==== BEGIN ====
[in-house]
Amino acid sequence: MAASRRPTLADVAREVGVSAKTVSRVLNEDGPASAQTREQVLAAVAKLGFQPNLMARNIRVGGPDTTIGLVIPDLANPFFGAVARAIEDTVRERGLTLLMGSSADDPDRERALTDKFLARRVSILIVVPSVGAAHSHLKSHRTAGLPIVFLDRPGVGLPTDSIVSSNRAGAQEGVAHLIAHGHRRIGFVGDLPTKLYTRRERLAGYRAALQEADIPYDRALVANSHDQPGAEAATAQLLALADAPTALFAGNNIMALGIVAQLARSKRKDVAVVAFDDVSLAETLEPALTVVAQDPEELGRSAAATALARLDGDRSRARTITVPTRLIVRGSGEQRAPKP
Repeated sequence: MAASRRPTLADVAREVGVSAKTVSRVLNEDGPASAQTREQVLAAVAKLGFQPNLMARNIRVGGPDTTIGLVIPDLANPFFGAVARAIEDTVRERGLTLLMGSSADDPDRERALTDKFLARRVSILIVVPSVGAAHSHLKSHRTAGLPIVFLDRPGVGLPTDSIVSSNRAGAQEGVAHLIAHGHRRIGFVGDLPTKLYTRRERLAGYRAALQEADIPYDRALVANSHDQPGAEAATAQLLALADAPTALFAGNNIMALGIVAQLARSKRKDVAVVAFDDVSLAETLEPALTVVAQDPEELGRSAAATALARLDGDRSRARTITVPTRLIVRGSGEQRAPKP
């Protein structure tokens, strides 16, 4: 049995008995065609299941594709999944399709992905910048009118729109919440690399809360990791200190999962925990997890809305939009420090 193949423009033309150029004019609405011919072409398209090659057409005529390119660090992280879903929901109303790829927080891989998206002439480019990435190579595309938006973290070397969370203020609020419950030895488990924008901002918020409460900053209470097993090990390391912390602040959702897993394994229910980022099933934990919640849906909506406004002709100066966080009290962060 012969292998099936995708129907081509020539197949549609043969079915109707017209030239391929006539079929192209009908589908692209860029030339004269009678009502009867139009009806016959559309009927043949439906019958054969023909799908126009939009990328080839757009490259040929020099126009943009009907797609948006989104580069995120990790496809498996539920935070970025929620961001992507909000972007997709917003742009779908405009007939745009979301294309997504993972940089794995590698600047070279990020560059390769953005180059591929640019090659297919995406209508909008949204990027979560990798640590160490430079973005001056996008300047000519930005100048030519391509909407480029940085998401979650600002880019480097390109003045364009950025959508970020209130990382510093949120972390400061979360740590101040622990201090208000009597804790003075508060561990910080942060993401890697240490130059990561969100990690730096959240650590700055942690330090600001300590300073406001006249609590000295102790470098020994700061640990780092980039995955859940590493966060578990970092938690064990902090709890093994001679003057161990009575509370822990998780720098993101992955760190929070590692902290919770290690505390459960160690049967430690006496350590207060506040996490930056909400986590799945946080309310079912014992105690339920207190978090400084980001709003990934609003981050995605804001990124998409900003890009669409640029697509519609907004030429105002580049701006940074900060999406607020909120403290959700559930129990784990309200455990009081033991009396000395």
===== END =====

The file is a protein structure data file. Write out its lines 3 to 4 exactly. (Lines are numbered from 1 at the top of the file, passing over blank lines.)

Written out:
Repeated sequence: MAASRRPTLADVAREVGVSAKTVSRVLNEDGPASAQTREQVLAAVAKLGFQPNLMARNIRVGGPDTTIGLVIPDLANPFFGAVARAIEDTVRERGLTLLMGSSADDPDRERALTDKFLARRVSILIVVPSVGAAHSHLKSHRTAGLPIVFLDRPGVGLPTDSIVSSNRAGAQEGVAHLIAHGHRRIGFVGDLPTKLYTRRERLAGYRAALQEADIPYDRALVANSHDQPGAEAATAQLLALADAPTALFAGNNIMALGIVAQLARSKRKDVAVVAFDDVSLAETLEPALTVVAQDPEELGRSAAATALARLDGDRSRARTITVPTRLIVRGSGEQRAPKP
């Protein structure tokens, strides 16, 4: 049995008995065609299941594709999944399709992905910048009118729109919440690399809360990791200190999962925990997890809305939009420090 193949423009033309150029004019609405011919072409398209090659057409005529390119660090992280879903929901109303790829927080891989998206002439480019990435190579595309938006973290070397969370203020609020419950030895488990924008901002918020409460900053209470097993090990390391912390602040959702897993394994229910980022099933934990919640849906909506406004002709100066966080009290962060 012969292998099936995708129907081509020539197949549609043969079915109707017209030239391929006539079929192209009908589908692209860029030339004269009678009502009867139009009806016959559309009927043949439906019958054969023909799908126009939009990328080839757009490259040929020099126009943009009907797609948006989104580069995120990790496809498996539920935070970025929620961001992507909000972007997709917003742009779908405009007939745009979301294309997504993972940089794995590698600047070279990020560059390769953005180059591929640019090659297919995406209508909008949204990027979560990798640590160490430079973005001056996008300047000519930005100048030519391509909407480029940085998401979650600002880019480097390109003045364009950025959508970020209130990382510093949120972390400061979360740590101040622990201090208000009597804790003075508060561990910080942060993401890697240490130059990561969100990690730096959240650590700055942690330090600001300590300073406001006249609590000295102790470098020994700061640990780092980039995955859940590493966060578990970092938690064990902090709890093994001679003057161990009575509370822990998780720098993101992955760190929070590692902290919770290690505390459960160690049967430690006496350590207060506040996490930056909400986590799945946080309310079912014992105690339920207190978090400084980001709003990934609003981050995605804001990124998409900003890009669409640029697509519609907004030429105002580049701006940074900060999406607020909120403290959700559930129990784990309200455990009081033991009396000395």